Date of Award

Summer 2016

Document Type


Degree Name

Doctor of Philosophy (PhD)


Computer Science

Committee Director

Shuiwang Ji (Director)

Committee Member

Andrey Chernikov

Committee Member

Jing He

Committee Member

Dean Krusienski


Understanding how the brain functions and quantifying compound interactions between complex synaptic networks inside the brain remain some of the most challenging problems in neuroscience. Lack or abundance of data, shortage of manpower along with heterogeneity of data following from various species all served as an added complexity to the already perplexing problem. The ability to process vast amount of brain data need to be performed automatically, yet with an accuracy close to manual human-level performance. These automated methods essentially need to generalize well to be able to accommodate data from different species. Also, novel approaches and techniques are becoming a necessity to reveal the correlations between different data modalities in the brain at the global level.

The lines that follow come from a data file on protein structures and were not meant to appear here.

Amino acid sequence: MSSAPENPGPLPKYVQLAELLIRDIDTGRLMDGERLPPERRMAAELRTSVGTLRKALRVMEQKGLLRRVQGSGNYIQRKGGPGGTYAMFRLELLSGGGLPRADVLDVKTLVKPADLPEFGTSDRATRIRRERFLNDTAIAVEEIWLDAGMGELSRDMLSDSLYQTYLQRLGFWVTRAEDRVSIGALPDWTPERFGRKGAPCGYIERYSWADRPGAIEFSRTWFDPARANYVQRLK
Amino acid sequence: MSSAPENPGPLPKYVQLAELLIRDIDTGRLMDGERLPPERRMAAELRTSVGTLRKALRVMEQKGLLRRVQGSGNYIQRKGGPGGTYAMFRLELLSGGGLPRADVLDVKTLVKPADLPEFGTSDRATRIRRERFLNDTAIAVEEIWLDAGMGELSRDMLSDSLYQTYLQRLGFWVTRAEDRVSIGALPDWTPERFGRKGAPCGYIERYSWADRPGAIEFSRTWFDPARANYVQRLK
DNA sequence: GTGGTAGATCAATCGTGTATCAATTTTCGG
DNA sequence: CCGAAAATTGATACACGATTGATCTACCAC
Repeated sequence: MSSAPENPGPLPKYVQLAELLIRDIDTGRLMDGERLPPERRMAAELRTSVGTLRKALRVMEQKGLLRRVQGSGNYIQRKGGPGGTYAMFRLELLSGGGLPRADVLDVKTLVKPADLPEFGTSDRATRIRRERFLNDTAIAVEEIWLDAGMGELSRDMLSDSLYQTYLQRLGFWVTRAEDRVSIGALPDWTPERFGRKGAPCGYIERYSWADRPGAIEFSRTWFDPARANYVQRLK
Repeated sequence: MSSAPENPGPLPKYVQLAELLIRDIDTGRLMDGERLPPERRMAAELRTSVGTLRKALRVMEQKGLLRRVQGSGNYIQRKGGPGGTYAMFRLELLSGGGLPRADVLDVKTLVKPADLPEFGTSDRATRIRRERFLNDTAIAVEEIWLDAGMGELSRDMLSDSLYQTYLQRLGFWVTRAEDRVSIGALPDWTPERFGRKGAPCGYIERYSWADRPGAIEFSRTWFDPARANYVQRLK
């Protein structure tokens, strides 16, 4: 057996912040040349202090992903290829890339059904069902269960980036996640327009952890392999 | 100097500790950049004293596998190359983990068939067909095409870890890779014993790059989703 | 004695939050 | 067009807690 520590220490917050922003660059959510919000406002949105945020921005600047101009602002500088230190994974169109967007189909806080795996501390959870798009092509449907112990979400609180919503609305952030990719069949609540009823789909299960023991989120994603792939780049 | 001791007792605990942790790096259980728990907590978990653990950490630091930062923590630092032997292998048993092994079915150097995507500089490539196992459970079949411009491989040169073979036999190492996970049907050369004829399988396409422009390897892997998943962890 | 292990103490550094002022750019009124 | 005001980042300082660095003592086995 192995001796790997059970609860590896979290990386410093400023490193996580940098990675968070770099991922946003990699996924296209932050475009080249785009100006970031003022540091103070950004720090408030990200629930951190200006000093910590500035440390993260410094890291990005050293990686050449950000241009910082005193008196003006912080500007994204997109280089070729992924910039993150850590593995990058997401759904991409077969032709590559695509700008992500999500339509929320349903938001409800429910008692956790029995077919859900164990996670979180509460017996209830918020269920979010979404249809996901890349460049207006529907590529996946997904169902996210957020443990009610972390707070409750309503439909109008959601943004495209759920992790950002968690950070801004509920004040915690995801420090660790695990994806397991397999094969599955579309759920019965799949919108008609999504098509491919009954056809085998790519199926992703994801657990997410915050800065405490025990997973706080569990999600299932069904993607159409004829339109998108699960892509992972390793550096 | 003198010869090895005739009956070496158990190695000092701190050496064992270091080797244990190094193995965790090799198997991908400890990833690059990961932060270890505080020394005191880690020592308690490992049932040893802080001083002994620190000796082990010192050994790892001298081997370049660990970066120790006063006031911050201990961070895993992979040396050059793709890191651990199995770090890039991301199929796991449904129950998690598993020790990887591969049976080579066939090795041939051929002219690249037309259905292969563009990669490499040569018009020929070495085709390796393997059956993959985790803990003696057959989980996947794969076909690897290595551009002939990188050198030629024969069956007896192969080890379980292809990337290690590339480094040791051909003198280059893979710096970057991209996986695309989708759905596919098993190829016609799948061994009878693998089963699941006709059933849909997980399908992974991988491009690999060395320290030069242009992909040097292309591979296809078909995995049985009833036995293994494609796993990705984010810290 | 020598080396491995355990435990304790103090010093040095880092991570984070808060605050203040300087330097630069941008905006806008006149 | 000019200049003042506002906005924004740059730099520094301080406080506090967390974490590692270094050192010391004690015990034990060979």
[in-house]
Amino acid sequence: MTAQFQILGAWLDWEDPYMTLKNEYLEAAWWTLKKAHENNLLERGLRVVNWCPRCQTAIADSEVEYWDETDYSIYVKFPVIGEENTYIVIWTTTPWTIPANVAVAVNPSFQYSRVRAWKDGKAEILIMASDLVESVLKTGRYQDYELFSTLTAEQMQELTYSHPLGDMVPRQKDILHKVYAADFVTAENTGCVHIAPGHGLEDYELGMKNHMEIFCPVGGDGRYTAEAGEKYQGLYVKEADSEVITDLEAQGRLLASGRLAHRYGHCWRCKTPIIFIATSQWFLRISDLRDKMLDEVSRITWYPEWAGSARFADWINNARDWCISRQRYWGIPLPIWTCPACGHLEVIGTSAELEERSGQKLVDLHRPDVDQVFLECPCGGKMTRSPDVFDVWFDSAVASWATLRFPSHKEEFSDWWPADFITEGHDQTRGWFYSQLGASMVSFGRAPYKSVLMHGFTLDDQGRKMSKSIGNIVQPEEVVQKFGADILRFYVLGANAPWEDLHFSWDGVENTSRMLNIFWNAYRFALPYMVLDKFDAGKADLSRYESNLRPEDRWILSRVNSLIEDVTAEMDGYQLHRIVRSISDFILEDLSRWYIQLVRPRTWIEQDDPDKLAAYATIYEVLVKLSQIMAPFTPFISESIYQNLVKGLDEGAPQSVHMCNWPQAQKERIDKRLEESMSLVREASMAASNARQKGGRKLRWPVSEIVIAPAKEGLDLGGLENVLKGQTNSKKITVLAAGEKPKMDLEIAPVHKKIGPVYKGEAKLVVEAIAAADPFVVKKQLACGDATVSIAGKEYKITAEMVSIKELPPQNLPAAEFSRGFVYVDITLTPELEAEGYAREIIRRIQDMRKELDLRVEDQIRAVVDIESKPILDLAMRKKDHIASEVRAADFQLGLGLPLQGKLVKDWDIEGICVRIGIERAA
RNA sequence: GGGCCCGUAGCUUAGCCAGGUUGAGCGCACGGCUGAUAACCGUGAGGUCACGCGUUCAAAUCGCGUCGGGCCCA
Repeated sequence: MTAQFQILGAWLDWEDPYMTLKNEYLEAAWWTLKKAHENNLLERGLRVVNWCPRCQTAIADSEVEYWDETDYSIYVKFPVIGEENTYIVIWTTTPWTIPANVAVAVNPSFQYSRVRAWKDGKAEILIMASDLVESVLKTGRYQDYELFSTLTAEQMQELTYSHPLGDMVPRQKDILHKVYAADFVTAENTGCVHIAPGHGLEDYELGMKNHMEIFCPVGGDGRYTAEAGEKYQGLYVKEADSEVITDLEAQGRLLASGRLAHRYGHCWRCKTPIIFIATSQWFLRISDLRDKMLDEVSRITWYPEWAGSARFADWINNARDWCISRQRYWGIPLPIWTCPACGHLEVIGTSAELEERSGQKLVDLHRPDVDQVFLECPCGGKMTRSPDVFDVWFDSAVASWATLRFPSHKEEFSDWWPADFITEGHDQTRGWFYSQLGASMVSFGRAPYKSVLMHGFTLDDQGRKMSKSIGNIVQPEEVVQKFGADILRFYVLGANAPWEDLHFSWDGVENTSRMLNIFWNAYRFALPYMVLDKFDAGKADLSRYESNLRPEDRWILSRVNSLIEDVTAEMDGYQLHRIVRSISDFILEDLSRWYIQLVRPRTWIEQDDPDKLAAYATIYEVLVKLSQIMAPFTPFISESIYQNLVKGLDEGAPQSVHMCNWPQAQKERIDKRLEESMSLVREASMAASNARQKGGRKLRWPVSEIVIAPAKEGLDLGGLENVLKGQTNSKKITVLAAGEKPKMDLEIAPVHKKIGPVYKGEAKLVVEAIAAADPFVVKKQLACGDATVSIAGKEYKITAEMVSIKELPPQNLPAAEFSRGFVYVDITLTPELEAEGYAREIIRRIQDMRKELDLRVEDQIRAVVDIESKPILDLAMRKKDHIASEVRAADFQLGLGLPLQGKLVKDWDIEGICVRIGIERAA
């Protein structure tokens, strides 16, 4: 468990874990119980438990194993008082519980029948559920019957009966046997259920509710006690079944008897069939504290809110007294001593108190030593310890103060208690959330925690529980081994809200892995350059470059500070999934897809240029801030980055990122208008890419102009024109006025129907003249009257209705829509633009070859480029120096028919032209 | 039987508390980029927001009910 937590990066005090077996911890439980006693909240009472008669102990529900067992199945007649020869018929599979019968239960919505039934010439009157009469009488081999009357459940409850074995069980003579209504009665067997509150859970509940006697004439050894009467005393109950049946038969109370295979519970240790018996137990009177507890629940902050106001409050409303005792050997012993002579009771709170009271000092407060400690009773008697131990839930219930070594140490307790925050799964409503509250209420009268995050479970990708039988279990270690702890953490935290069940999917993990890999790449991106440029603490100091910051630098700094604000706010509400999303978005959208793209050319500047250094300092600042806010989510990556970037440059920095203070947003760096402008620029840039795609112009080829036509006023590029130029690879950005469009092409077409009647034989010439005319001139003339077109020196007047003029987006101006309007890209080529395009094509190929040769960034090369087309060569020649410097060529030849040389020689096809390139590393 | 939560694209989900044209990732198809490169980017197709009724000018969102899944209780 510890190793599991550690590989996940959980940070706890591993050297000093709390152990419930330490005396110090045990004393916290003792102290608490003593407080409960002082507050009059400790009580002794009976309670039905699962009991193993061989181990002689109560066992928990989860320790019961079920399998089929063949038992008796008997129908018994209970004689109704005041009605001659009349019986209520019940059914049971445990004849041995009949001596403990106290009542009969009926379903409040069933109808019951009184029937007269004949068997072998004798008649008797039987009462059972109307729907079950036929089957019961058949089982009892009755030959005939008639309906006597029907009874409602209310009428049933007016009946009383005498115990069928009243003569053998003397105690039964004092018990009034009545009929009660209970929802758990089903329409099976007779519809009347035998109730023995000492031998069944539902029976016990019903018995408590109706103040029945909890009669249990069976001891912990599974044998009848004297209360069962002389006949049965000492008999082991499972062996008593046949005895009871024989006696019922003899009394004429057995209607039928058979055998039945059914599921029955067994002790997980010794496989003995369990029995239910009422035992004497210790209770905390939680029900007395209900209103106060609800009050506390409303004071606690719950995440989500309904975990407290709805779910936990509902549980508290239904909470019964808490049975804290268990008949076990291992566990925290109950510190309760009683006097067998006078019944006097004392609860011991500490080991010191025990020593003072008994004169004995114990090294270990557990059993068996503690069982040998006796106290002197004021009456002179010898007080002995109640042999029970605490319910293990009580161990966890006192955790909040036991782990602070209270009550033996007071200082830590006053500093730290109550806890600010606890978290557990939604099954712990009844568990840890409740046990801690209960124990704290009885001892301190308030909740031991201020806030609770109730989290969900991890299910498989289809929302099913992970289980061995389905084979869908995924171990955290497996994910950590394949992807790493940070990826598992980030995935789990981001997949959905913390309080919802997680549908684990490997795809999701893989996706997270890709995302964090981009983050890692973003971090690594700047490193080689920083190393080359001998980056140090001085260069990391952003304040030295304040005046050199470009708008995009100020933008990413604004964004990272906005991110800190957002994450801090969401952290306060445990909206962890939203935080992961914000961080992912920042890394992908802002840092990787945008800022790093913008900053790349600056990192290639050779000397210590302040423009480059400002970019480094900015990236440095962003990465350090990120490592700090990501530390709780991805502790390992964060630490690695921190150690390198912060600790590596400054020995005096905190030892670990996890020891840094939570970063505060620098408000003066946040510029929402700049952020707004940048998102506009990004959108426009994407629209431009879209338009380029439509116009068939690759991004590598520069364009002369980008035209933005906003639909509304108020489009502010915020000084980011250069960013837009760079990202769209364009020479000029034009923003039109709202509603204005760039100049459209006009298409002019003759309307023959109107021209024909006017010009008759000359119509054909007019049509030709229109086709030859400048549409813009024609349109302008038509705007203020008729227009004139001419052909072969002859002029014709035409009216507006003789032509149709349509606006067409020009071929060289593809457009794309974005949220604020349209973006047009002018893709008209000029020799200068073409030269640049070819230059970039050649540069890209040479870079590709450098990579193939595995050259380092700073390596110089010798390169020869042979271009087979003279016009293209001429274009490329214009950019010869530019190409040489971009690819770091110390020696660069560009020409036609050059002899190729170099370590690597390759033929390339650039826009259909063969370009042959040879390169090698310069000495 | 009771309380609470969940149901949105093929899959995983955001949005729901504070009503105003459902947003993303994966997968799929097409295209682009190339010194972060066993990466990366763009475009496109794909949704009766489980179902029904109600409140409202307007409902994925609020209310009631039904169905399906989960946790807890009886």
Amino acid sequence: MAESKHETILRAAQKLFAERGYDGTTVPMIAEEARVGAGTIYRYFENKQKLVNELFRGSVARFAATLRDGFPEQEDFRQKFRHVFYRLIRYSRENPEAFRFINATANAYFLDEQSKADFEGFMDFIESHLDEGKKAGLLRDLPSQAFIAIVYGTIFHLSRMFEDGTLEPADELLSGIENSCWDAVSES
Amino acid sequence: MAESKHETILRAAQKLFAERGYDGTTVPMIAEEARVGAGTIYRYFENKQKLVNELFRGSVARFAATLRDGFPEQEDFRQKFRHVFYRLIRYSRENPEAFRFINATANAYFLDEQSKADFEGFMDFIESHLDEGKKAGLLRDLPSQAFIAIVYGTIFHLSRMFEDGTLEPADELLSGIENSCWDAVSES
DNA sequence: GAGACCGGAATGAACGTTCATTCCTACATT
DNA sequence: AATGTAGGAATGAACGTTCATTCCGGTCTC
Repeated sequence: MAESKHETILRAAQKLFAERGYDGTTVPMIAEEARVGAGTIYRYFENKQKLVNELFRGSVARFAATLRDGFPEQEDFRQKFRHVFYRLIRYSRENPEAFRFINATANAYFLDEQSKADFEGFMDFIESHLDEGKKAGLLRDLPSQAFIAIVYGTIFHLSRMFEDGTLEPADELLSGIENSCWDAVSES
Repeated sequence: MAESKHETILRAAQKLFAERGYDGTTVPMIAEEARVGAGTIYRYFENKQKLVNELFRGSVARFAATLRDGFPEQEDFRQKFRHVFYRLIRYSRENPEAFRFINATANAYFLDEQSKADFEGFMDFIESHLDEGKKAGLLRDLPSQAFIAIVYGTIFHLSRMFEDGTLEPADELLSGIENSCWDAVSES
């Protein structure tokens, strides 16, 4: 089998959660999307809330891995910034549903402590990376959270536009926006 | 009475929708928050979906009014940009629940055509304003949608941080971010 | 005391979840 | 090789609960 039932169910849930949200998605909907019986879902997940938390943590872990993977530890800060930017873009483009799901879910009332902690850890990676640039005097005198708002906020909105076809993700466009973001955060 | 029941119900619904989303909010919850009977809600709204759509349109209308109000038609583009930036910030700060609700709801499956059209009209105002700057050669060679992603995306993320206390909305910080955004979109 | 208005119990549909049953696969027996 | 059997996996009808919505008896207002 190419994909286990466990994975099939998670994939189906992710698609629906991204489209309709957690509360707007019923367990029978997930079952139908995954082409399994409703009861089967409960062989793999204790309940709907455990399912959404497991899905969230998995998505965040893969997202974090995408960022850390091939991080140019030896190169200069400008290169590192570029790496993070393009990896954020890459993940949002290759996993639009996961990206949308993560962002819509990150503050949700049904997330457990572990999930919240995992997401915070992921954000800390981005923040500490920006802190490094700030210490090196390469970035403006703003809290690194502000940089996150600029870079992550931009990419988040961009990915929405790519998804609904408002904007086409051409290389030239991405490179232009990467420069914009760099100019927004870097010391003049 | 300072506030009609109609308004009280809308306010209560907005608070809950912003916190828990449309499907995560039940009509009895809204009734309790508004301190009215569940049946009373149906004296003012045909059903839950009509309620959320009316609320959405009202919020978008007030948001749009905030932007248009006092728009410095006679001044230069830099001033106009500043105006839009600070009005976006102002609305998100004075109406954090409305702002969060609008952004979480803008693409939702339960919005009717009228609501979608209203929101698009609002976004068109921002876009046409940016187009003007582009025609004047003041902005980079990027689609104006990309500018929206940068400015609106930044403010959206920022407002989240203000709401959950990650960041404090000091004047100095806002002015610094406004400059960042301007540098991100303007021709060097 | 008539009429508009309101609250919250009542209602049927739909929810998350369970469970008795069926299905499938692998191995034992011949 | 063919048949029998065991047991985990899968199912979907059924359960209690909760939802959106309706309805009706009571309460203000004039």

In this dissertation, I mainly focus on two problems: automatic segmentation of brain electron microscopy (EM) images and stacks, and integrative analysis of the gene expression and synaptic connectivity in the brain. I propose to use deep learning algorithms for the 2D segmentation of EM images. I designed an automated pipeline with novel insights that was able to achieve state-of-the-art performance on the segmentation of the \textit{Drosophila} brain. I also propose a novel technique for 3D segmentation of EM image stacks that can be trained end-to-end with no prior knowledge of the data. This technique was evaluated in an ongoing online challenge for 3D segmentation of neurites where it achieved accuracy close to a second human observer. Later, I employed ensemble learning methods to perform the first systematic integrative analysis of the genome and connectome in the mouse brain at both the regional- and voxel-level. I show that the connectivity signals can be predicted from the gene expression signatures with an extremely high accuracy. Furthermore, I show that only a certain fraction of genes are responsible for this predictive aspect. Rich functional and cellular analysis of these genes are detailed to validate these findings.


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